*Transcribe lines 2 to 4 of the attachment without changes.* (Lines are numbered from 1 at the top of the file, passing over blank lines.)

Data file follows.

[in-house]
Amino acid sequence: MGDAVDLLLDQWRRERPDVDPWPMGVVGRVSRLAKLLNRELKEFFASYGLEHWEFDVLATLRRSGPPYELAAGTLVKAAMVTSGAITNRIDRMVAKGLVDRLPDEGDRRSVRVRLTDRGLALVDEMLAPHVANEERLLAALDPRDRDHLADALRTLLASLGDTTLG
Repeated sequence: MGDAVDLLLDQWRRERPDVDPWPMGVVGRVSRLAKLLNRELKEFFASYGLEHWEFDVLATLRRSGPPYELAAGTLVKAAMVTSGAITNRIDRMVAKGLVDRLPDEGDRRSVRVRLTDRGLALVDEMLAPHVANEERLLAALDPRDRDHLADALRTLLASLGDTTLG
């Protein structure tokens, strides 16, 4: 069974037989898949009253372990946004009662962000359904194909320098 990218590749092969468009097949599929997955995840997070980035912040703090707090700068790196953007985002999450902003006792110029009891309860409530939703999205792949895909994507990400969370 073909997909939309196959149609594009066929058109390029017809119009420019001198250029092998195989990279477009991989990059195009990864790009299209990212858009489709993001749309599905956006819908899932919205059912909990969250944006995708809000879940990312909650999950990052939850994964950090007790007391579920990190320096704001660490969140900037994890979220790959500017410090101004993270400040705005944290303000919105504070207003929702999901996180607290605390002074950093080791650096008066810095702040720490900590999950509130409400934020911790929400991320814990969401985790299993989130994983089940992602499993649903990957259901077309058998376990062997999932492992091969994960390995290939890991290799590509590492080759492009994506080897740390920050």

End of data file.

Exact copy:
Amino acid sequence: MGDAVDLLLDQWRRERPDVDPWPMGVVGRVSRLAKLLNRELKEFFASYGLEHWEFDVLATLRRSGPPYELAAGTLVKAAMVTSGAITNRIDRMVAKGLVDRLPDEGDRRSVRVRLTDRGLALVDEMLAPHVANEERLLAALDPRDRDHLADALRTLLASLGDTTLG
Repeated sequence: MGDAVDLLLDQWRRERPDVDPWPMGVVGRVSRLAKLLNRELKEFFASYGLEHWEFDVLATLRRSGPPYELAAGTLVKAAMVTSGAITNRIDRMVAKGLVDRLPDEGDRRSVRVRLTDRGLALVDEMLAPHVANEERLLAALDPRDRDHLADALRTLLASLGDTTLG
């Protein structure tokens, strides 16, 4: 069974037989898949009253372990946004009662962000359904194909320098 990218590749092969468009097949599929997955995840997070980035912040703090707090700068790196953007985002999450902003006792110029009891309860409530939703999205792949895909994507990400969370 073909997909939309196959149609594009066929058109390029017809119009420019001198250029092998195989990279477009991989990059195009990864790009299209990212858009489709993001749309599905956006819908899932919205059912909990969250944006995708809000879940990312909650999950990052939850994964950090007790007391579920990190320096704001660490969140900037994890979220790959500017410090101004993270400040705005944290303000919105504070207003929702999901996180607290605390002074950093080791650096008066810095702040720490900590999950509130409400934020911790929400991320814990969401985790299993989130994983089940992602499993649903990957259901077309058998376990062997999932492992091969994960390995290939890991290799590509590492080759492009994506080897740390920050």